The construction of the Wolgan Valley Resort &
Spa, Emirates’ first luxury conservation-based resort outside
Dubai, in the heart of Australia’s Blue Mountains World Heritage
Area, is reaching completion.
“We are well on schedule for
our October 1st soft opening,” said Joost Heymeijer, General Manager,
Wolgan Valley Resort & Spa. “We have reached that very satisfying
point in the development when the hard construction work is behind
us and the focus shifts onto detail, quality finishing and
preparation for operations.”
With the resort’s electrical
and water systems completed, the emphasis is now on each suite’s
fit-out and interior design. Half of the one-bedroom suites are
already fully furnished, and the remainder will be completed by
the end of August. Work is well under way on the Main Homestead,
which will be the social centre of the resort. The main pool area
and gymnasium, as well as the resort’s luxury Timeless Spa, will
be completed by the end of this month.
Built on the same
principles as Emirates’ acclaimed
Al Maha Desert Resort & Spa in
Dubai, the resort is fully integrated into its environment. It
incorporates as many Ecologically Sustainable Design principles as
possible, including rainwater collection, full recycling of all
domestic water, heat exchange technology to reduce electricity
consumption and the use of solar panels for all hot water systems.
The resort has over 100 solar-energy units, significantly reducing
its energy consumption and resources footprint.
measures aimed at reducing the resort’s carbon footprint include
efficient room orientation to reduce heating and cooling
requirements, modern insulation envelopes and wide traditional
verandas, which increase airflow around and through the buildings.
The resort even makes use of traditional windmills instead of
natural and recycled materials such as sandstone and timber were
sourced locally within a 100-km radius around the property. Most
of the tradesmen, craftsmen and sub-contractors were employed
locally. This approach not only assisted the growth in the local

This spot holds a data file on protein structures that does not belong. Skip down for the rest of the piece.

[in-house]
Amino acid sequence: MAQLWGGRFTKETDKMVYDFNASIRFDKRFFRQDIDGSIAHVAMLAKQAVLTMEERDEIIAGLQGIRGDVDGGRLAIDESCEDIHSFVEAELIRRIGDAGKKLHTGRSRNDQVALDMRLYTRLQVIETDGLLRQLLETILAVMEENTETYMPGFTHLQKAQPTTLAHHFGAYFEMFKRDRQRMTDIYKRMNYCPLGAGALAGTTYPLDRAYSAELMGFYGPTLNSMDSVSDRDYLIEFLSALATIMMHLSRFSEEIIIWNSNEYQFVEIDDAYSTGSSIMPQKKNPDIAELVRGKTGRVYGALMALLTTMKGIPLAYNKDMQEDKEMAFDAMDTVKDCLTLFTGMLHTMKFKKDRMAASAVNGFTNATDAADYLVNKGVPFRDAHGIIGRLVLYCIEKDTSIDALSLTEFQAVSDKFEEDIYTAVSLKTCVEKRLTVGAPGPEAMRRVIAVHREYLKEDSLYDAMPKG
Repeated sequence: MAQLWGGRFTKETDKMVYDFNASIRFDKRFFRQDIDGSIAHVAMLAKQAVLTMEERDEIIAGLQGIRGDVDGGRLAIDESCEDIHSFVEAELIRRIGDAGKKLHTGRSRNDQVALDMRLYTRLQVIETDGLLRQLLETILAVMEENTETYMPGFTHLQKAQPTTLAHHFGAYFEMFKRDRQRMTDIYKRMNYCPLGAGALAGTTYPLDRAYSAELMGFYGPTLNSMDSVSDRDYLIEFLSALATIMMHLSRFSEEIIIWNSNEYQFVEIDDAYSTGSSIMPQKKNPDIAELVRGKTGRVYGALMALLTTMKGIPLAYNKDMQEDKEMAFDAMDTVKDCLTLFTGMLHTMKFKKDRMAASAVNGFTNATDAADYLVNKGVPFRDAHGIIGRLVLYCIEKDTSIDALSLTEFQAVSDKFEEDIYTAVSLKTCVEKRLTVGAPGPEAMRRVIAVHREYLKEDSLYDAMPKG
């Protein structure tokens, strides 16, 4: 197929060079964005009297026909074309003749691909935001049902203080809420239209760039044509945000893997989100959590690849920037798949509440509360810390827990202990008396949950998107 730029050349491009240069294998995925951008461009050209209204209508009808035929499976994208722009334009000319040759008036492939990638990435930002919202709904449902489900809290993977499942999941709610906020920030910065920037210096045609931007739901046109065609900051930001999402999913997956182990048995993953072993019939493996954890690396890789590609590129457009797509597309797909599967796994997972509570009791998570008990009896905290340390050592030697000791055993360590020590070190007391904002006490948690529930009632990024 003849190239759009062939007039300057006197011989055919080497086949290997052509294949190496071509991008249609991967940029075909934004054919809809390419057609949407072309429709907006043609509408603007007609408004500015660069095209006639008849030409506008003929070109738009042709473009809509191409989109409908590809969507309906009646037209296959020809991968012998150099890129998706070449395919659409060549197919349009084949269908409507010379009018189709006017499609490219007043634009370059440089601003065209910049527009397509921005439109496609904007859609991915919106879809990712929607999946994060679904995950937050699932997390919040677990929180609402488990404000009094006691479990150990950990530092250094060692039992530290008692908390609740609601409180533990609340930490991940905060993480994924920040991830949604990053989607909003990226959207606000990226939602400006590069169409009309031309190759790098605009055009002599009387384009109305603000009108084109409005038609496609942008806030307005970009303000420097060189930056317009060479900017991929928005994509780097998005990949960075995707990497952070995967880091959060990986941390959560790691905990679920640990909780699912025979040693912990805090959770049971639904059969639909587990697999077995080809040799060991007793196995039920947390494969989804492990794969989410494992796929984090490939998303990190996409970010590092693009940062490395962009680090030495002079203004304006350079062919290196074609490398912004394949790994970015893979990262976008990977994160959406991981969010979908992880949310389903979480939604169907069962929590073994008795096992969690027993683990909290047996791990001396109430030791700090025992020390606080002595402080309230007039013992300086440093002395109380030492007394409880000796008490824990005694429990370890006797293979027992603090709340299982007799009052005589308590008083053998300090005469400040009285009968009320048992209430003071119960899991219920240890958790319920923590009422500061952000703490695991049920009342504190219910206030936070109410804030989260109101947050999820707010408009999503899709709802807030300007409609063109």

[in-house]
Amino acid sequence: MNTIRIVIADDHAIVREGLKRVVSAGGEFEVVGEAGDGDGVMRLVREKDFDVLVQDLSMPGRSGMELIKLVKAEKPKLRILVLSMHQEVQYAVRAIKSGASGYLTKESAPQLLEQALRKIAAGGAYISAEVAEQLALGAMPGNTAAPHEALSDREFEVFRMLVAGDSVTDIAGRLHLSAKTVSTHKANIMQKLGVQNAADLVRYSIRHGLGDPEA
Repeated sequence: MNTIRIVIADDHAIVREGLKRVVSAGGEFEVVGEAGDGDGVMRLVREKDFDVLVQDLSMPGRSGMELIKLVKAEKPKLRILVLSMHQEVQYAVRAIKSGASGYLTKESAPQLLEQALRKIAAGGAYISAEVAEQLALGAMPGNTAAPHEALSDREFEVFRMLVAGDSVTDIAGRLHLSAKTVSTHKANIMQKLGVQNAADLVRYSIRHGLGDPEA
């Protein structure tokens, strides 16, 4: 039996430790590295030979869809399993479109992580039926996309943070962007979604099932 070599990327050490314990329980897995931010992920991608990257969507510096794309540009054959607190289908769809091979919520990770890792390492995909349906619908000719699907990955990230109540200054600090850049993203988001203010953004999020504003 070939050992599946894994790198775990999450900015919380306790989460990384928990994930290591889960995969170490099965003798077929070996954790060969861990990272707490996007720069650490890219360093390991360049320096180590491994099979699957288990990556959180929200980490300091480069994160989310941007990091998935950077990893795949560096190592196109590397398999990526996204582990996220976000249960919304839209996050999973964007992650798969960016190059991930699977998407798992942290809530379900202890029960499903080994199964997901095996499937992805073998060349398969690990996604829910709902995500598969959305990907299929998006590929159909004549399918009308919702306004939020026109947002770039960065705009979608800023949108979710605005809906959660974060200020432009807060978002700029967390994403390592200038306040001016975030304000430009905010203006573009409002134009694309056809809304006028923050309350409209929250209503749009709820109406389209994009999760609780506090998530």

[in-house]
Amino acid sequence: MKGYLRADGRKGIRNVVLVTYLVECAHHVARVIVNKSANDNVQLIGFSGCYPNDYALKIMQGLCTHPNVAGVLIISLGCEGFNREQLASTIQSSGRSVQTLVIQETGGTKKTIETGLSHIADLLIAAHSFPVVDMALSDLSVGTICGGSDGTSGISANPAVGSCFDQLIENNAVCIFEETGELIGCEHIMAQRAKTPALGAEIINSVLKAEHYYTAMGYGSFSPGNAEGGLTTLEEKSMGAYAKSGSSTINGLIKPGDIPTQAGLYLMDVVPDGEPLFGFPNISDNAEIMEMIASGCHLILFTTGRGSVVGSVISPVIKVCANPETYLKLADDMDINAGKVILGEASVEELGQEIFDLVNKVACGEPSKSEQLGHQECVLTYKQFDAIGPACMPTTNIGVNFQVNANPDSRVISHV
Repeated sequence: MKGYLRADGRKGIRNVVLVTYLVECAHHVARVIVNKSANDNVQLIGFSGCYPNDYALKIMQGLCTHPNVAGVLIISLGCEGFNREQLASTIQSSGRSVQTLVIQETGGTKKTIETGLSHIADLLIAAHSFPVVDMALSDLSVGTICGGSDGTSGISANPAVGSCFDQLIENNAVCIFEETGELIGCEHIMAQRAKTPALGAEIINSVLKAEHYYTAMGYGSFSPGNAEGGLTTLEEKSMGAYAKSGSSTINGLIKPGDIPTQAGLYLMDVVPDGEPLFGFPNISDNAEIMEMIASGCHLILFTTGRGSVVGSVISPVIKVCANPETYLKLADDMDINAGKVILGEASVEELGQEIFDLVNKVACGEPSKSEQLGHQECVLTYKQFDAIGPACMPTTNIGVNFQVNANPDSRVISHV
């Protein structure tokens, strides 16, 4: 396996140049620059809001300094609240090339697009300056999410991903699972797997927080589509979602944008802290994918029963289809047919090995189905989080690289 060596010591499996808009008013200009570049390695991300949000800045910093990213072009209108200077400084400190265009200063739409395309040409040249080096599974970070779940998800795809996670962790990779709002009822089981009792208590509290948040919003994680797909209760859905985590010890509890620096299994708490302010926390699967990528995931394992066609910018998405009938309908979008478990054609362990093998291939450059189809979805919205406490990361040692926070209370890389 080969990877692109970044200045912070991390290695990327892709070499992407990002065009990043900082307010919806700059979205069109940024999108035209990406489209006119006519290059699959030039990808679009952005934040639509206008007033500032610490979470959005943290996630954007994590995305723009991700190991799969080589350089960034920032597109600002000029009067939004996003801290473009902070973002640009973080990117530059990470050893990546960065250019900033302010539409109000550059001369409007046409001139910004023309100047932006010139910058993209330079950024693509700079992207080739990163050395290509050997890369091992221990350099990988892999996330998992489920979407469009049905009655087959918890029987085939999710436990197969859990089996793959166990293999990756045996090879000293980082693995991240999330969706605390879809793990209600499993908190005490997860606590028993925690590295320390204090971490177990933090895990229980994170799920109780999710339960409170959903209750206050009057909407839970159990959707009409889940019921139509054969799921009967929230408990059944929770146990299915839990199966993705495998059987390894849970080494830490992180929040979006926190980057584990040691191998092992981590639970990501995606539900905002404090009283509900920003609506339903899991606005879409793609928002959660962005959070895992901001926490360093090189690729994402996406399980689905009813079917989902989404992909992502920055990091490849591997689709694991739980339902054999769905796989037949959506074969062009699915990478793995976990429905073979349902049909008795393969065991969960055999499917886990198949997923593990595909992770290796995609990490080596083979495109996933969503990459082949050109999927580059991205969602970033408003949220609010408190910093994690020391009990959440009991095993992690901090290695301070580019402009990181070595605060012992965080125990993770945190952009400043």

economy at a time when this was most needed, but it also
significantly reduced the construction’s carbon footprint.
Emirates’ Wolgan Valley Resort & Spa has been fully committed to
supporting regional artisans, and most of the furniture and
artwork were commissioned and sourced locally.
furniture pieces were manufactured in regional New South Wales,
using superb Australian hardwoods, much of it recycled.
Local carpenters were commissioned to create The Wolgan Range, the
resort’s signature furniture collection. Fallen ‘oldwood’
eucalyptus trees on the reserve were milled to create unique
furniture pieces, while local ironsmiths created the resort’s lamp
fittings and chandeliers.
From an environment and
conservation perspective, landscaping efforts in and around the
resort have also been in place from the start of the resort
development. A two-year programme for the removal of all invasive
and damaging noxious plants from the property was undertaken.
Grass has been seeded and 25,000 trees are being planted, using
seeds from native species collected onsite and grown at a local
nursery in Lithgow.
This ambitious tree-planting programme
has been made possible by the support of local volunteers and an
international student volunteer organisation, with over 60
students volunteering time in June and July to assist with the
resort’s conservation efforts. Planting is well on target, with
over 20,000 trees planted since the beginning of June.
4,000 acres of land dedicated as a wildlife reserve and bordered
by two of Australia’s most prominent National Parks, the Wolgan
conservancy project re-establishes and secures a future for many
of the region’s indigenous and endangered species, which have been
under critical pressure from introduced flora and feral predators.
Almost 40 km of barbed wired fencing were removed from the
property to reduce wildlife being fatally snared while attempting
to jump or pass under the fence. Wildlife corridors are now being
established in partnership with local conservation organisations
to support native wildlife movements around the property and into
adjoining World Heritage Areas. A 50 hectare feral-free area has
been secured to protect the smaller, more vulnerable species.
During the construction phase, Emirates worked with local and
state conservation organisations to address their concerns on the
creation of feral-free areas. Enormous efforts have been made in
the area of conservation, ensuring that all contractors on site
received extensive training on how to prevent environmental damage
and protect the local fauna and flora.
“In terms of
wildlife diversity, we’re already starting to see the results of
our efforts, with increases in the density and movement of
wallabies and wallaroo populations into the valley,” said Joost
“The possibility to discover rare
Australian wildlife, free-roaming in its natural habitat, will be
a major drawcard for Wolgan Valley Resort & Spa, especially with
overseas visitors,” he added. “Local and international guests and
their families will be able to immerse themselves into an
authentic and meaningful experience – all within the comfort and
understated luxury of world-class facilities.”
Valley Resort & Spa is one of the only resorts in recent history to
receive permission to be built within a World Heritage Area.
Following some of the most rigorous legislation and environmental
controls in the world, this project is of extraordinary
significance, not just within Australia but on a global level as
The resort adheres to World Heritage Committee
standards and has exceeded the minimum requirements of
construction controls imposed by both State and Federal Agencies –
positioning Emirates as the only foreign investor carrier with
such level of commitment to Australia.
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